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United Nations Daily Highlights, 97-12-19

United Nations Daily Highlights Directory - Previous Article - Next Article

From: The United Nations Home Page at <> - email:


Friday, 19 December 1997

This document is prepared by the Central News Section of the Department of Public Information and is updated every week-day at approximately 6:00 PM.


  • General Assembly adopts resolution on Secretary-General's proposals for renewing United Nations: -- Establishes post of Deputy Secretary-General; -- Invites Member States to provide improved information to help United Nations prevent conflict and maintain peace and security; -- Creates a "dividend for development"; -- Seeks details on proposed revolving credit fund; -- Asks for examples of proposed shift to results-based budgeting; -- Calls for further elaboration of proposals on a Millennium Assembly; -- Requests recommendations on core resources for development activities; -- Gives UN Development Programme responsibilities for operational activities dealing with natural disasters; and -- Shuts down High-level Advisory Board on Sustainable Development in light of new arrangements. _OTHER DEVELOPMENTS_:
  • Security Council extends United Nations Mission in Bosnia and Herzegovina until 21 June 1998.
  • Security Council establishes civilian police support group to monitor Croatian police in Danube region.
  • International Criminal Tribunal for Former Yugoslavia withdraws indictments against three Croats.
  • Security Council Committee on Angola issues its first list of senior UNITA officials affected by sanctions.
  • General Assembly calls on States to end military support for parties in Afghanistan.
  • United Nations refugee agency looks for alternative sites for Congolese refugees in Rwanda following massacre.
  • UNHCR airlifts emergency relief supplies to the 123,000 refugees trapped by floods in north-eastern Kenya.
  • World Food Programme appeals for $12.8 million for aid to victims of civil strife in northern Uganda.

Applause reverberated in the General Assembly Hall on Friday following the adoption, without a vote, of a wide-ranging resolution on "renewing the United Nations: a programme for reform".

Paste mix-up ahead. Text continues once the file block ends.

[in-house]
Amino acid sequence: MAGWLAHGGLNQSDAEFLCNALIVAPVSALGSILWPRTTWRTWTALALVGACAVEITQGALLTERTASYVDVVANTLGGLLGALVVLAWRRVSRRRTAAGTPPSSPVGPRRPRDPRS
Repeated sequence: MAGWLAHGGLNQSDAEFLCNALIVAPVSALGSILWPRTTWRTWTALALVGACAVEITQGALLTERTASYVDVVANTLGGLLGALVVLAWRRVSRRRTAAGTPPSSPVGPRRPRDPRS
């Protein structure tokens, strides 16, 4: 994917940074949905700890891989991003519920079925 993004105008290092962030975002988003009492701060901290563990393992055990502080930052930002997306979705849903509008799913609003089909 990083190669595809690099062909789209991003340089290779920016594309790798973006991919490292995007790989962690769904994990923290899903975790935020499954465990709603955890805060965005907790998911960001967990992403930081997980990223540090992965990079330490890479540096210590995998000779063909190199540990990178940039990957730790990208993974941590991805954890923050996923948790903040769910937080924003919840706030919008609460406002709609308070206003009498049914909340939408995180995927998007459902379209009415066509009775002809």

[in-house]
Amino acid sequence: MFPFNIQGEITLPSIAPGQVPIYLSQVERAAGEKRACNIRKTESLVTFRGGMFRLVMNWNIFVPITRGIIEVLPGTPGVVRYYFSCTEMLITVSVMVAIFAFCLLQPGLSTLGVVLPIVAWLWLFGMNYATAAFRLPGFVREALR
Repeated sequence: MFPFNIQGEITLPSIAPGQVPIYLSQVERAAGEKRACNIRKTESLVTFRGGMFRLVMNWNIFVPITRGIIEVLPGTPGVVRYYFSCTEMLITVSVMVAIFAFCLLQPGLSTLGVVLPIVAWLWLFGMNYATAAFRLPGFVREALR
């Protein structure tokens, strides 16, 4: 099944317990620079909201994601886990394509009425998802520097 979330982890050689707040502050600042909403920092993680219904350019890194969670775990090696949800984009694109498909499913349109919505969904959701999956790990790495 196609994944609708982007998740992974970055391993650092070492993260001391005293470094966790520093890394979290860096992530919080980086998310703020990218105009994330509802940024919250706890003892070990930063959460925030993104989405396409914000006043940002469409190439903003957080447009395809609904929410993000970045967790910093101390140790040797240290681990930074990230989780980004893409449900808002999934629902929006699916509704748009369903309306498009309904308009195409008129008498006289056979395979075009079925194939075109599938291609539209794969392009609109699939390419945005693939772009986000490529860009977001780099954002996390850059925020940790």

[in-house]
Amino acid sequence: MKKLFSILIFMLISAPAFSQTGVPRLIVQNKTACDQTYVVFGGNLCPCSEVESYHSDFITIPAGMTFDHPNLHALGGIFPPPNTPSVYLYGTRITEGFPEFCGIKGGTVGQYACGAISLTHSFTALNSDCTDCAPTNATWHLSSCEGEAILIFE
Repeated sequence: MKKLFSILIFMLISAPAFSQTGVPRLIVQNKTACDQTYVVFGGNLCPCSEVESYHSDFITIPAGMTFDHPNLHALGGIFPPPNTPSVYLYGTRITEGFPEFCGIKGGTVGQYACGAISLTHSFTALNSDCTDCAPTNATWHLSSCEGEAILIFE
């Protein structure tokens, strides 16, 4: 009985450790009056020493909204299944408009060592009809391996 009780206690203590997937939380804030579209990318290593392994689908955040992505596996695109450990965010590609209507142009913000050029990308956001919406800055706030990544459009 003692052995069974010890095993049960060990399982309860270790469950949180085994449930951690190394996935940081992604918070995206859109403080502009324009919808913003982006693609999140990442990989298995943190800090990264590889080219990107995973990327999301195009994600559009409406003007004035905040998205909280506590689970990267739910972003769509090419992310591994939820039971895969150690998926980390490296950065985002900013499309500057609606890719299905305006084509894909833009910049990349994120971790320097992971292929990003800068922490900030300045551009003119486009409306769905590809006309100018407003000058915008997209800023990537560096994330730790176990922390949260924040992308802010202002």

"Together, we are making this a Reform Assembly", Secretary-General Kofi Annan told the Assembly. "We have every right to take great pride in these achievements. They speak well of the capacity of the United Nations to reform itself, where reform means embracing fundamental measures that strengthen the Organization and augment its efficacy."

The President of the General Assembly, Hennadiy Udovenko of Ukraine, said agreement on the resolution was the result of intensive negotiations which were "not always smooth and easy". The result, however, was a "vivid example of the ability of the United Nations and, in particular, its General Assembly, as the most representative organ, to adapt itself to the changing international environment, find adequate responses to the new challenges, and successfully accomplish substantial transformations of its activities".

Under the new reforms, the United Nations will have a Deputy Secretary- General as an integral part of the Office of the Secretary-General who will assist the Secretary-General in managing the operations of the Secretariat.

"I will move immediately to appoint a Deputy Secretary-General, following consultations with Member States, and very much hope that she will join us early in the new year", the Secretary-General said.

The Deputy will support the Secretary-General in ensuring coherence of activities and programmes and "in elevating the profile and leadership of the United Nations in the economic and social spheres", and as a leading centre for development policy and development assistance.

Other duties of the Deputy Secretary-General will include acting for the Secretary-General at United Nations Headquarters in his or her absence. The Deputy will also represent the head of the United Nations at conferences, official functions and ceremonial occasions. The Deputy Secretary- General may also undertake other assignments as determined by the Secretary- General.

The Deputy will be appointed by the Secretary-General following consultations with Member States for a term not to exceed that of the Secretary-General.

In the area of peace, security and disarmament, the Assembly invited Member States to improve the supply of information to the Secretary-General that could assist the Organization "to prevent conflict and maintain international peace and security" in accordance with the United Nations Charter.

The Secretary-General said this will "improve the ability of the Organization to detect potential threats to international peace and security".